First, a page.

WASHINGTON – The U.S. Food and Drug Administration has authorized Pfizer and Moderna COVID-19 booster shots for all U.S. adults, the companies announced Friday, pending approval from the U.S. Centers for Disease Control and Prevention.
The latest move expands the government’s campaign to bolster protections and get ahead of the escalating coronavirus cases that could worsen over the holiday season. The CDC’s influential advisory panel, called the Advisory Committee on Immunization Practices, will meet from noon to 3 p.m. ET to discuss expanding booster shot eligibility.
The final step — the CDC’s official recommendation — could come soon after the meeting.
Pfizer and Moderna announced the FDA’s decision after at least 10 states had already started offering boosters to all adults. The latest move simplifies what has been a confusing list of eligibility by allowing anyone 18 or older to choose a booster from both companies six months after their last dose — regardless of which vaccine they had first.
Pfizer filed its filing with the U.S. Food and Drug Administration last week, and Moderna announced Wednesday that it had filed for emergency use approval.
Final signing by the CDC would significantly expand eligibility. Boosters are now recommended for people who received their second Pfizer or Moderna shot at least six months ago if they are 65 years of age or older or are at high risk for COVID-19 due to health problems or their working or living conditions. Boosters are also recommended for people who received the Johnson & Johnson single-dose vaccine at least two months ago.
FILE – A registered nurse makes a dose of the Pfizer COVID-19 booster at Park Avenue Health Center in Arlington, MA on November 9, 2021. (Photo by Jessica Rinaldi/The Boston Globe via Getty Images)
RELATED: COVID-19 Vaccines: CDC OR’s Moderna, J&J, and Mix-and-Match Boosters
Nearly 31 million Americans have already received a dose higher than their original vaccination, including those with weakened immune systems, such as cancer patients and organ transplant recipients who need an extra dose to be fully vaccinated.
While all three vaccines used in the US continue to provide strong protection against severe illness and death from COVID-19, the effectiveness of the injections against milder infections may diminish over time.
Pfizer has submitted the first results of a booster survey of 10,000 people to prove it’s time to expand the booster campaign. The study found that a booster could restore protection against symptomatic infection to about 95%, even while the extra-infectious delta variant was on the rise. Side effects were similar to those seen in the company’s first two shots.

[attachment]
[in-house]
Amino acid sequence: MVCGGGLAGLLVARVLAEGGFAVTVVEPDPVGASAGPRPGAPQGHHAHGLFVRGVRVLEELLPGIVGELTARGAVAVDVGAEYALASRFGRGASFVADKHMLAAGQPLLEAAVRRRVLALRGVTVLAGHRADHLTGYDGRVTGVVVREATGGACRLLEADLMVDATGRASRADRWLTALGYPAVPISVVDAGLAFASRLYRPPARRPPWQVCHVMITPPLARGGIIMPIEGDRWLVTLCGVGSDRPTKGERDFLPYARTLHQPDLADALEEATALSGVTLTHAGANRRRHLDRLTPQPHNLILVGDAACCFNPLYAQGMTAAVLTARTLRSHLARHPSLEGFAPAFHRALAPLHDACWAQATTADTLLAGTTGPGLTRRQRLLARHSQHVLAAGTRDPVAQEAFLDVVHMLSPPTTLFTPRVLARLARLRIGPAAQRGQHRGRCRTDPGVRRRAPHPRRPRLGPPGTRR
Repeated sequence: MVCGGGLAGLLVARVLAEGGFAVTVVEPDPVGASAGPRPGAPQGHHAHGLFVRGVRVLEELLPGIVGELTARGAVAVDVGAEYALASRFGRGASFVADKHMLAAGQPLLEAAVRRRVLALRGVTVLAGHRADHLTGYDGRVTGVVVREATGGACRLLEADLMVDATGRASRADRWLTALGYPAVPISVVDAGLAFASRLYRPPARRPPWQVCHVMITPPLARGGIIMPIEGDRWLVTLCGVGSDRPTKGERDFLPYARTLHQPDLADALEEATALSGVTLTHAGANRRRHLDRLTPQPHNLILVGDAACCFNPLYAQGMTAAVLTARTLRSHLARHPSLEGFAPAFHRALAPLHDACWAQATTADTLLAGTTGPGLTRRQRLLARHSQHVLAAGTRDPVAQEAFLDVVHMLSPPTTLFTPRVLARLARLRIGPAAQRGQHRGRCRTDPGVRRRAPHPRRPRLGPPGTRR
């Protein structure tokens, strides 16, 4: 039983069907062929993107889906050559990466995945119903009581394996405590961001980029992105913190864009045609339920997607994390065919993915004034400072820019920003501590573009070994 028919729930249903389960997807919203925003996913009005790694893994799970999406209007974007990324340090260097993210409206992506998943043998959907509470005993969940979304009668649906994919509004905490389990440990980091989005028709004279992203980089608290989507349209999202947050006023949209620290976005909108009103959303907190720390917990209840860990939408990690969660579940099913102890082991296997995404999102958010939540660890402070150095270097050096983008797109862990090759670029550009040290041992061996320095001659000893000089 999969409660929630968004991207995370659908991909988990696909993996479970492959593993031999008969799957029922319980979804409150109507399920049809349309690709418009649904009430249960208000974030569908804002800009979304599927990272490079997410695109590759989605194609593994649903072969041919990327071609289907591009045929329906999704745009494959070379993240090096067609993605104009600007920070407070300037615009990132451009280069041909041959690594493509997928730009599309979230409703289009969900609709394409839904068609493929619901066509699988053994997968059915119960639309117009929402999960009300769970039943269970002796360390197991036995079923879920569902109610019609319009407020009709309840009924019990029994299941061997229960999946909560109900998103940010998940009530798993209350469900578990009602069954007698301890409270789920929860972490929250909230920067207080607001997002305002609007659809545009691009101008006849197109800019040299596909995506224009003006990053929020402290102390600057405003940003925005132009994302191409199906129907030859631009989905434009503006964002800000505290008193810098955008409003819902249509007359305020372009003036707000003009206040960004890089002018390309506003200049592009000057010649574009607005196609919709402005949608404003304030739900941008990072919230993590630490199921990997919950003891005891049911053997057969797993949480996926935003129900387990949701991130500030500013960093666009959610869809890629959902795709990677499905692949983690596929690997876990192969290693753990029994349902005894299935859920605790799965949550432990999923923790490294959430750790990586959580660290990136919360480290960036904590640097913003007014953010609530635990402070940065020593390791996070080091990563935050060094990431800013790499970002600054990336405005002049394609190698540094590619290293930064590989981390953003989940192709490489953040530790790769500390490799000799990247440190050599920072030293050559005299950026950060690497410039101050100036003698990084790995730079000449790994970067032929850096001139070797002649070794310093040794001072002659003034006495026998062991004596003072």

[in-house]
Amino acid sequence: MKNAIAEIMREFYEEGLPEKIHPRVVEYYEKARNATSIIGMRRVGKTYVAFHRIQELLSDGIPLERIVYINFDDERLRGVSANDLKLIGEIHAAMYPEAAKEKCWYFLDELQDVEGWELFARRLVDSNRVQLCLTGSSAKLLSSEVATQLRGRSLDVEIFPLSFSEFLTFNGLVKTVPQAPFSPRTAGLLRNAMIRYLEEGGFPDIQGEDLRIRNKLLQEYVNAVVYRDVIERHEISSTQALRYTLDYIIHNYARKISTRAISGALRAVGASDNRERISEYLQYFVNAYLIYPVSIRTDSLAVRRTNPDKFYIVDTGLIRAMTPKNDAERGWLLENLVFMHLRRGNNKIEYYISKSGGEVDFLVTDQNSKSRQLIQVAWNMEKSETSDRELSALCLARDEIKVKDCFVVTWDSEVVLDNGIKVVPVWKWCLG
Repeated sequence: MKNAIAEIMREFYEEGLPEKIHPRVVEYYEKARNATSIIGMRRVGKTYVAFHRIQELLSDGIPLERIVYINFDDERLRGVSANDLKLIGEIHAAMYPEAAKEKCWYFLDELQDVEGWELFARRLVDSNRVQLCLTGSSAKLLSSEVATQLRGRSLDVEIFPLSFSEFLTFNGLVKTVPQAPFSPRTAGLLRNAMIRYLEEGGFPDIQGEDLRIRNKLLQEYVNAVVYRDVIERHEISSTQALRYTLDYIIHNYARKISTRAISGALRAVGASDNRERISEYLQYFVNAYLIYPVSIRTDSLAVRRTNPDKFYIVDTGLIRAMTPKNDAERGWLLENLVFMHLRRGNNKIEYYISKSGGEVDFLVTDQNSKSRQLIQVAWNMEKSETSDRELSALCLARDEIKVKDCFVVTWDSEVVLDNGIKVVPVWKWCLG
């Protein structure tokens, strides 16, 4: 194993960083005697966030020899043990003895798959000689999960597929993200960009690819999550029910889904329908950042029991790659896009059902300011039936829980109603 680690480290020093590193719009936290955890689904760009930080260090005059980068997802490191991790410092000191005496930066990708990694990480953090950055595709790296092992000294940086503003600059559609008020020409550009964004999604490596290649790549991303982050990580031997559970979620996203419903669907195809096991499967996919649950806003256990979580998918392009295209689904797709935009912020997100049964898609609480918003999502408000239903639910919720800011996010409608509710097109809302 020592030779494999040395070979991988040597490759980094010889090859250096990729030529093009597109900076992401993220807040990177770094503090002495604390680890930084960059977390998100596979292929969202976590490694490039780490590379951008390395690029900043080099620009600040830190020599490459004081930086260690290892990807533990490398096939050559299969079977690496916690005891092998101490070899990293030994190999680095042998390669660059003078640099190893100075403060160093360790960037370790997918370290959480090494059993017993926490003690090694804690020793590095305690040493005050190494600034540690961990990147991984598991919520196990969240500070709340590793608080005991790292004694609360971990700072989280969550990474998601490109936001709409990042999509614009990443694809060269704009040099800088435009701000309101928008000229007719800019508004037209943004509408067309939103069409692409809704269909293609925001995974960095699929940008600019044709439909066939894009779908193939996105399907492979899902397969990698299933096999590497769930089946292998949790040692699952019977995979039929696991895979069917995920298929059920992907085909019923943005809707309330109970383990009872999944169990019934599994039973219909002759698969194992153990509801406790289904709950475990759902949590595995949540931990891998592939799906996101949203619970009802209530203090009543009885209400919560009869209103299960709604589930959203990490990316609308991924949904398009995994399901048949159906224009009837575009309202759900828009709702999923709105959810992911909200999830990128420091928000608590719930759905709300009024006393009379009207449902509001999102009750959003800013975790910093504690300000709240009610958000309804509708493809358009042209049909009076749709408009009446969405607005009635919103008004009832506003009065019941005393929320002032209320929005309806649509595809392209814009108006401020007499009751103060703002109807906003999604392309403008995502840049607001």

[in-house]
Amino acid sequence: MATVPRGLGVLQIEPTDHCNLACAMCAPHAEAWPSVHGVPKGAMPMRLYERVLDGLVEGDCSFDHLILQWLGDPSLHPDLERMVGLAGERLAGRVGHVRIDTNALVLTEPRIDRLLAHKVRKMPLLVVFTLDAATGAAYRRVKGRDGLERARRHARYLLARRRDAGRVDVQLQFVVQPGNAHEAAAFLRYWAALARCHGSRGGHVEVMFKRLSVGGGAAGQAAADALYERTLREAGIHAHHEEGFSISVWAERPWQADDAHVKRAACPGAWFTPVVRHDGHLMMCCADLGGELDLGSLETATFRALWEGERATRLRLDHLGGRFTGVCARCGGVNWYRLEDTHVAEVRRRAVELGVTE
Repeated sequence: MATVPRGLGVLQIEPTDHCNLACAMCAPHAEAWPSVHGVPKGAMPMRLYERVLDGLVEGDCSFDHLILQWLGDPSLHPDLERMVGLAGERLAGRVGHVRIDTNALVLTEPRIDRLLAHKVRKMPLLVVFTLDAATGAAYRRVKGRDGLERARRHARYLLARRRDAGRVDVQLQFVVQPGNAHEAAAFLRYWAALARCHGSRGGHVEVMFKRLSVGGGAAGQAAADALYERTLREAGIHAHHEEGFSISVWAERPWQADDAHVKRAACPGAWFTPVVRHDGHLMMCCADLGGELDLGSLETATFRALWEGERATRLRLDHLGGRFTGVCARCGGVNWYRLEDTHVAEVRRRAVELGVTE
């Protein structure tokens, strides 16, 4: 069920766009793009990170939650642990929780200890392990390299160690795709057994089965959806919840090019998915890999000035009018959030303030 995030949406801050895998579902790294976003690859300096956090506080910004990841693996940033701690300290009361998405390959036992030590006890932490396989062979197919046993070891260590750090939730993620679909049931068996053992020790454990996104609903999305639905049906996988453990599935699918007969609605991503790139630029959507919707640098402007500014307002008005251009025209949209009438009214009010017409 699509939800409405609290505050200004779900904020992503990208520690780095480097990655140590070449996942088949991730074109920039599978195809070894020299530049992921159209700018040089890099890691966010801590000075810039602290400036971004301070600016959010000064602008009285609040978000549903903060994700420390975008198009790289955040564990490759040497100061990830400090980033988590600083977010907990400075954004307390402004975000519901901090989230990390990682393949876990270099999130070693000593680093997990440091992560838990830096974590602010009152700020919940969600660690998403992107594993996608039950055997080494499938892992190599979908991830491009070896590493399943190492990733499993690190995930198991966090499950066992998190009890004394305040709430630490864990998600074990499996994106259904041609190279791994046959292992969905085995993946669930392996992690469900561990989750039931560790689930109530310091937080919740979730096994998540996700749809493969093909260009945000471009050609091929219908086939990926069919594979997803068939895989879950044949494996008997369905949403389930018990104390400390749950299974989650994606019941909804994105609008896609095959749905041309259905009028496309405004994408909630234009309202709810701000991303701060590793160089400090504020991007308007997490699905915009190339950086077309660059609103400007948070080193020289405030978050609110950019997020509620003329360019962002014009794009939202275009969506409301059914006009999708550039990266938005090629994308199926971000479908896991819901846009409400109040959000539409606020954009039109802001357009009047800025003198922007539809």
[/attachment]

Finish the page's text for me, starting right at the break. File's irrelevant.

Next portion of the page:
RELATED: Pfizer asks FDA to approve covid-19 booster injection for all adults over 18
Members of the CDC panel have debated in past meetings whether there is enough evidence that boosters are currently needed for all adults.
dr. Anthony Fauci, the country’s top infectious disease expert, said earlier this week he believes COVID-19 vaccine boosters will be needed to counter a potential “double whammy” of the highly transmissible coronavirus delta. variant and declining immunity this winter.
“The somewhat unnerving aspect of it is that if you keep the level of the virus dynamics in the community at a high level – obviously the people who are the most and most vulnerable are the unvaccinated – but if you have a virus that As transmissible as delta, in the context of waning immunity, that dynamic will negatively affect even the vaccinated people. So it’s a double whammy,” Fauci said in a pre-recorded interview broadcast on the 2021 STAT summit Tuesday.
“You’ll see breakthrough infections, even more than we’re seeing now in the vaccinated,” he added. Fauci even suggested that a third shot of the COVID-19 vaccine may no longer be a “luxury” but part of the required vaccination process.
“I happen to believe … that a third injection boost to an mRNA should probably be part of the actual standard regimen,” he said.
RELATED: Fauci says COVID-19 vaccine boosters will help avoid winter’s ‘double whammy’